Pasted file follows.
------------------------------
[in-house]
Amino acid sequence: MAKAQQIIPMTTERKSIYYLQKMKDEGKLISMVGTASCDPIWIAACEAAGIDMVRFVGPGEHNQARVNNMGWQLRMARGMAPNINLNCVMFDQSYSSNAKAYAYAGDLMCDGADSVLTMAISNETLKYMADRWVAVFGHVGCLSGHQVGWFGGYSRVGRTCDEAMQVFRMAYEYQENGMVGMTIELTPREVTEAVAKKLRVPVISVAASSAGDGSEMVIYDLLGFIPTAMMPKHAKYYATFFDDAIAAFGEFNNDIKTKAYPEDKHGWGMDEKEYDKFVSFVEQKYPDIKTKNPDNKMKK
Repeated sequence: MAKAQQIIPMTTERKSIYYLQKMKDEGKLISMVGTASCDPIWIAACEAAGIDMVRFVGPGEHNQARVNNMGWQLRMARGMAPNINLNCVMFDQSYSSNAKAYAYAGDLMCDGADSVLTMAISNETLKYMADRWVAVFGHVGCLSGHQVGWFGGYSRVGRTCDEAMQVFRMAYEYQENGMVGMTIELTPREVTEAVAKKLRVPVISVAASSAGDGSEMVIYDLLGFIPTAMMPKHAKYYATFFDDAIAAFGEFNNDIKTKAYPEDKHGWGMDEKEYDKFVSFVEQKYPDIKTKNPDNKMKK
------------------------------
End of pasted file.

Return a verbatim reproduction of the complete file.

[in-house]
Amino acid sequence: MAKAQQIIPMTTERKSIYYLQKMKDEGKLISMVGTASCDPIWIAACEAAGIDMVRFVGPGEHNQARVNNMGWQLRMARGMAPNINLNCVMFDQSYSSNAKAYAYAGDLMCDGADSVLTMAISNETLKYMADRWVAVFGHVGCLSGHQVGWFGGYSRVGRTCDEAMQVFRMAYEYQENGMVGMTIELTPREVTEAVAKKLRVPVISVAASSAGDGSEMVIYDLLGFIPTAMMPKHAKYYATFFDDAIAAFGEFNNDIKTKAYPEDKHGWGMDEKEYDKFVSFVEQKYPDIKTKNPDNKMKK
Repeated sequence: MAKAQQIIPMTTERKSIYYLQKMKDEGKLISMVGTASCDPIWIAACEAAGIDMVRFVGPGEHNQARVNNMGWQLRMARGMAPNINLNCVMFDQSYSSNAKAYAYAGDLMCDGADSVLTMAISNETLKYMADRWVAVFGHVGCLSGHQVGWFGGYSRVGRTCDEAMQVFRMAYEYQENGMVGMTIELTPREVTEAVAKKLRVPVISVAASSAGDGSEMVIYDLLGFIPTAMMPKHAKYYATFFDDAIAAFGEFNNDIKTKAYPEDKHGWGMDEKEYDKFVSFVEQKYPDIKTKNPDNKMKK